endlessly creating new stoked skaters,
endlessly renewing the session.

When man interferes with the Stoke,
the spots become filthy,
the obstacles become depleted,
the equilibrium crumbles,
skaters become extinct.

The Master views the parts with compassion,
because he understands the whole of skateboarding.
His constant practice is humility.
He doesn't glitter like a jewel
but lets himself be shaped by the Stoke,
as rugged and common as stone.

*This is the original text, unedited. I attempted to rewrite Chapter 31 substituting “weapons,” “enemies,” etc. with things like skate stoppers, wax, scooters, security guards, cops, and a whole host of other things. Nothing seemed to fit and/or feel right with the original meaning of the passage. Instead of omitting the entire chapter, I decided to just include it, unedited. Perhaps someday I’ll grasp a way to rewrite this one. Maybe a reader will show me The Way.

Thursday, January 19, 2017

The Tao Te Chin(g) of Skateboarding: A Guide to Stoke (Part 2)

                                  The Tao Te Chin(g) of Skateboarding: A Guide to Stoke (Part 2)

See this post for introduction.


We join seven steal balls together in a bearing
but it is the center hole
that allows us to roll;

We shape concrete into a pool
but the emptiness inside
is what we occupy

We hammer wood for a DIY
but it is the space between features
that make it skateable

We work with Being,
but non-Being is what we skate.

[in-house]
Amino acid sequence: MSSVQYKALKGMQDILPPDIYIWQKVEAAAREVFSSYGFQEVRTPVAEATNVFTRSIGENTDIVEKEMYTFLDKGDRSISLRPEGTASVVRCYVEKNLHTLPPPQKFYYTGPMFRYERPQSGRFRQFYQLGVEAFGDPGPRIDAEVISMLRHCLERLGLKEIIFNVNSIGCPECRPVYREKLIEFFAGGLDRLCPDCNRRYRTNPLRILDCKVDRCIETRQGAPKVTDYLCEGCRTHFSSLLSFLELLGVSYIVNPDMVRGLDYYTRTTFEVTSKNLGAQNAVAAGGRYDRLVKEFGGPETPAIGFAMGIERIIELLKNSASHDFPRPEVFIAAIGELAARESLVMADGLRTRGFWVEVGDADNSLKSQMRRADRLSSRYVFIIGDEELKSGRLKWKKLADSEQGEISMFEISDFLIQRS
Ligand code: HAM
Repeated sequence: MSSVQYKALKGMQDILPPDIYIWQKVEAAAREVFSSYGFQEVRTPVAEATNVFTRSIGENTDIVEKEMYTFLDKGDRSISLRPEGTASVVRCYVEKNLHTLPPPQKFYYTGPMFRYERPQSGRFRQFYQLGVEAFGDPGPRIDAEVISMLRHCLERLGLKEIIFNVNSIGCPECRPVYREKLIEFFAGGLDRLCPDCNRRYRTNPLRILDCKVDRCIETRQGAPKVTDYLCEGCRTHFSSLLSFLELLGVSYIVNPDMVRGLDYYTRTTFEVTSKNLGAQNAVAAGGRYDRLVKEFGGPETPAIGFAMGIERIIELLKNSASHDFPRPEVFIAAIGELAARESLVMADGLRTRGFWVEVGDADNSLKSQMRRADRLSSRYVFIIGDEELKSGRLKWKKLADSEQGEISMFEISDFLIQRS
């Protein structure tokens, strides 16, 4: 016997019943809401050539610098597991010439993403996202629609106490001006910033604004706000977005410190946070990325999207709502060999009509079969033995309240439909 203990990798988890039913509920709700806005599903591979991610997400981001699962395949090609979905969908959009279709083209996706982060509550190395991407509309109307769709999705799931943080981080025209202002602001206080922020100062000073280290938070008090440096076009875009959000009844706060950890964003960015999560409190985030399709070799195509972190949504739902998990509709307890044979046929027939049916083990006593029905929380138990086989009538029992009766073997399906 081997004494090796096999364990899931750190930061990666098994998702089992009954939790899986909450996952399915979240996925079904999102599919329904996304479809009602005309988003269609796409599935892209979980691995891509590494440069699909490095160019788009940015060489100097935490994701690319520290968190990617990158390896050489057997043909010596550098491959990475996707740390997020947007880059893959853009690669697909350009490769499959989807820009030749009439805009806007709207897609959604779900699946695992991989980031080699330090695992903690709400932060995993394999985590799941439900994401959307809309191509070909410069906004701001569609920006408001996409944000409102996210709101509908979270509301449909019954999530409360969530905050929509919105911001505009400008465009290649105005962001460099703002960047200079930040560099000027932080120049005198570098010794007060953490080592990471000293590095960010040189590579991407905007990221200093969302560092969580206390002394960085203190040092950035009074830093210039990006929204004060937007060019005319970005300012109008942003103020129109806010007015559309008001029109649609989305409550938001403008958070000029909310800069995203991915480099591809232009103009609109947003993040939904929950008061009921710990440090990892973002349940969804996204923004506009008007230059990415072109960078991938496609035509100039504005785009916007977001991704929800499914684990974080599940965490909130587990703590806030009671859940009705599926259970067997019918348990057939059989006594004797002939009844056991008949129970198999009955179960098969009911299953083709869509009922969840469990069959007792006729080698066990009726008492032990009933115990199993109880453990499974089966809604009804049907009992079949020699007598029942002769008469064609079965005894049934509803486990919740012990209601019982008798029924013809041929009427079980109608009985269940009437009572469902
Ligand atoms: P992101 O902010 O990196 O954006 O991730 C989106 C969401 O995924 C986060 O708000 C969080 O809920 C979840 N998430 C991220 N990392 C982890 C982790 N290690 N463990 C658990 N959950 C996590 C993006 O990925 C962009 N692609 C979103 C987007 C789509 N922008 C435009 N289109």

Colors (of graphics) blind the eye.
Sounds (of grinds) deafen the ear.
Flavors numb the taste.
Thoughts (of skating) weaken the mind.
Desires (to improve) wither the heart.

The Master skates, and observes, the world
but trusts his inner vision.
He allows things to come and go.
His Stoke is open as the sky.


Success is as dangerous as failure.
Hope is as hollow as fear.

What does it mean that success is a dangerous as failure?
Whether you go up the ladder or down it,
you position is shaky.
When you stand with your two feet on the ground,
you will always keep your balance.

What does it mean that hope is as hollow as fear?
Hope and fear are both phantoms
that arise from thinking of the self.
When we don't see the self as self,
what do we have to fear?

See the Session as your self.
Have faith in the way things are.
Love the Stoke as your self;
then you can care for all that skateboarding offers.


Look for the Stoke, and it can't be seen.
Listen, and it can't be heard.
Reach, and it can't be grasped.

Above, it isn't bright.
Below, it isn't dark.
Seamless, unnamable,
it returns to the realm of nothing.
Form that includes all forms,
image without an image,
subtle, beyond all conception.

Approach it and there is no beginning;
follow it and there is no end.
You can't know it, but you can be it,
at ease on your board, and in your own life.
Just realize where your skating first came from; The Original Stoke.
This is the essence of wisdom.


The first skaters were profound and subtle.
Their Stoke was unfathomable.
There is no way to describe it.
all we can describe is their appearance.

They were careful
as someone crossing an iced-over stream.
Alert as a warrior in enemy territory.
Courteous as a guest.
Fluid as melting ice.
Shapable as a block of wood.
Receptive as a valley.
Clear as a glass of water.

Do you have the patience to wait